Technology innovation is the process through which new (or improved) technologies are developed and brought into widespread use. In the simplest formulation, innovation can be thought of as being composed of research, development, demonstration, and deployment, although it is abundantly clear that innovation is not a linear process - there are various interconnections and feedback loops between these stages, and often even the stages themselves cannot be trivially disaggregated. Innovation involves the involvement of a range of organizations and personnel (laboratories, firms, financing organizations, etc.), with different institutional arrangements underpinning the development and deployment of different kinds of technologies; contextual factors such as government policies also significantly shape the innovation process. In the energy area, technology innovation has helped expand energy supplies through improved exploration and recovery techniques, increased efficency of energy conversion and end-use, improved availability and quality of energy services, and reduced environmental impacts of energy extraction, conversion, and use. Most energy innovation is driven by the marketplace, although given the public goods nature of energy services (and reducing their environmental impacts), governments invest significantly in energy research and development programs as well as demonstration and early deployment of selected energy technologies. Still, most investments in energy innovation are targeted towards technologies with clear commercial applications and financial returns, with only marginal investments (at least in relation to the need) towards energy innovation for helping provide modern energy services to the two billion poor people worldwide who don't have access to such services.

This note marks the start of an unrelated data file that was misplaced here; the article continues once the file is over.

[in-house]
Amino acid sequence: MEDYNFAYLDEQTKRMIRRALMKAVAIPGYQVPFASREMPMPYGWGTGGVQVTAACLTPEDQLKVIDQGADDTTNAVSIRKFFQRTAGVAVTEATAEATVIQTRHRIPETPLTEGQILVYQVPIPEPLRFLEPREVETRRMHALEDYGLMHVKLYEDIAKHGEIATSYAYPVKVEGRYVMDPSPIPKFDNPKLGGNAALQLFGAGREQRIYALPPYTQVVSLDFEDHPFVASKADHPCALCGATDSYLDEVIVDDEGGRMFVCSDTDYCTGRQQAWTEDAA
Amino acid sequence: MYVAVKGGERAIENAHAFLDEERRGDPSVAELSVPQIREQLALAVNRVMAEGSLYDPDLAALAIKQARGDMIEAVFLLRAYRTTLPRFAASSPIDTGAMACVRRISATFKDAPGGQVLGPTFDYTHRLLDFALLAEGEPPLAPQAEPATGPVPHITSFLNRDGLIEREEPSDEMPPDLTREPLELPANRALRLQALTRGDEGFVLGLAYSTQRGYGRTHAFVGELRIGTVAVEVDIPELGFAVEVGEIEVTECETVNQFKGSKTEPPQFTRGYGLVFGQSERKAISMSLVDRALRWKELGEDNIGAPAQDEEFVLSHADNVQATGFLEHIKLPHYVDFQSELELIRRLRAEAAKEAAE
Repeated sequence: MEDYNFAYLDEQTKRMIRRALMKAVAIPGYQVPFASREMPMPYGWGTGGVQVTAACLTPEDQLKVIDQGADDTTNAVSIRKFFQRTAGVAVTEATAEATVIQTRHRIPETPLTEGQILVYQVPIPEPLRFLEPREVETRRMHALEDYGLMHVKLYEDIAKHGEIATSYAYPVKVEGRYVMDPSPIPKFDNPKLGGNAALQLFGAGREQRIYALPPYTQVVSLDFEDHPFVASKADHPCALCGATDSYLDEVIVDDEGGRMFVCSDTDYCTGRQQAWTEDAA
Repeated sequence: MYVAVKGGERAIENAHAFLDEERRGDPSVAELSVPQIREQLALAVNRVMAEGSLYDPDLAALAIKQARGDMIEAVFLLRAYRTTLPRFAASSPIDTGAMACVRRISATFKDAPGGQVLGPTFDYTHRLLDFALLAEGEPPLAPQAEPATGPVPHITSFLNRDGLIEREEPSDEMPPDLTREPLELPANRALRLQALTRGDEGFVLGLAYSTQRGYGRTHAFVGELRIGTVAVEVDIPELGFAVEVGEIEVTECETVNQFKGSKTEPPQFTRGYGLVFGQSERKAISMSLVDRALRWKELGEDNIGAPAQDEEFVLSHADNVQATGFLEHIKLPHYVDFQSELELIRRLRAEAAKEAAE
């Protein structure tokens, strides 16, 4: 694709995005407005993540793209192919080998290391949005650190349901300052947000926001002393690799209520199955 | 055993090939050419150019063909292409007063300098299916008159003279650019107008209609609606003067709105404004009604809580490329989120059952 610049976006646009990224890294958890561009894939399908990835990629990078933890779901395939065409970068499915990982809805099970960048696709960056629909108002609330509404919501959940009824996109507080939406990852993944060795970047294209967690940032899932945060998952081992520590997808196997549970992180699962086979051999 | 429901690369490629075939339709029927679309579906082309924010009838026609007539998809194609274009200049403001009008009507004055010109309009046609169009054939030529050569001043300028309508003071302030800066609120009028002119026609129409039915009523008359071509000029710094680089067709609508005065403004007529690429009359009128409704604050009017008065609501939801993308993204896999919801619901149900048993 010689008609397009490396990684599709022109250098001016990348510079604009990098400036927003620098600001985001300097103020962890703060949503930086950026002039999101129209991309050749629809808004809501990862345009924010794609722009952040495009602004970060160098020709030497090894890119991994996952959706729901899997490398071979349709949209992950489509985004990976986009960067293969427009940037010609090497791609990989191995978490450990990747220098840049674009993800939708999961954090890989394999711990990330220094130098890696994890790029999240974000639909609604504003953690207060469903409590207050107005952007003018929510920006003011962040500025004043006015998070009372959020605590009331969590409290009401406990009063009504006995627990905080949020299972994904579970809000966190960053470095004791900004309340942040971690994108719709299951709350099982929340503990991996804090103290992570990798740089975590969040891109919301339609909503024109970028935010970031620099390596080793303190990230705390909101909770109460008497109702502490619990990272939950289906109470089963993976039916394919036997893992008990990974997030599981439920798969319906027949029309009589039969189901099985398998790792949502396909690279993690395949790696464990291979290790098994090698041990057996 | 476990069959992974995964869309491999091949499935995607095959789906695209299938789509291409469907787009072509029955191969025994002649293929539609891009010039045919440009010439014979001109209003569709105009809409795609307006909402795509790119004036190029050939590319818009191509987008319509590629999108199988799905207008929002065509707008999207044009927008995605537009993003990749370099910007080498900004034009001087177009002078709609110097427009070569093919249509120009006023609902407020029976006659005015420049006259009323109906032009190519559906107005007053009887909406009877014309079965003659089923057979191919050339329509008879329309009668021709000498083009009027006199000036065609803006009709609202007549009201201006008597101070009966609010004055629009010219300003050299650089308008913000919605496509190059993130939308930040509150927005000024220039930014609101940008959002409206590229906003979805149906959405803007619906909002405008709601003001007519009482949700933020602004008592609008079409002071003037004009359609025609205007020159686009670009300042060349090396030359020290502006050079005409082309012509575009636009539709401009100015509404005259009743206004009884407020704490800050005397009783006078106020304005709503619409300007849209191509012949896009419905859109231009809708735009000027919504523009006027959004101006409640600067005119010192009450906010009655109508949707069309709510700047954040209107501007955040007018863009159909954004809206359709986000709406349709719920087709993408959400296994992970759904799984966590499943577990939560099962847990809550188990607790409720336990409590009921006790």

Sagar, Ambuj and Bob van der Zwaan. Technological Innovation in the Energy Sector: R&D, Deployment, and Learning-by-Doing Energy Policy 34, no. 17 (November 2006): 2601-2608.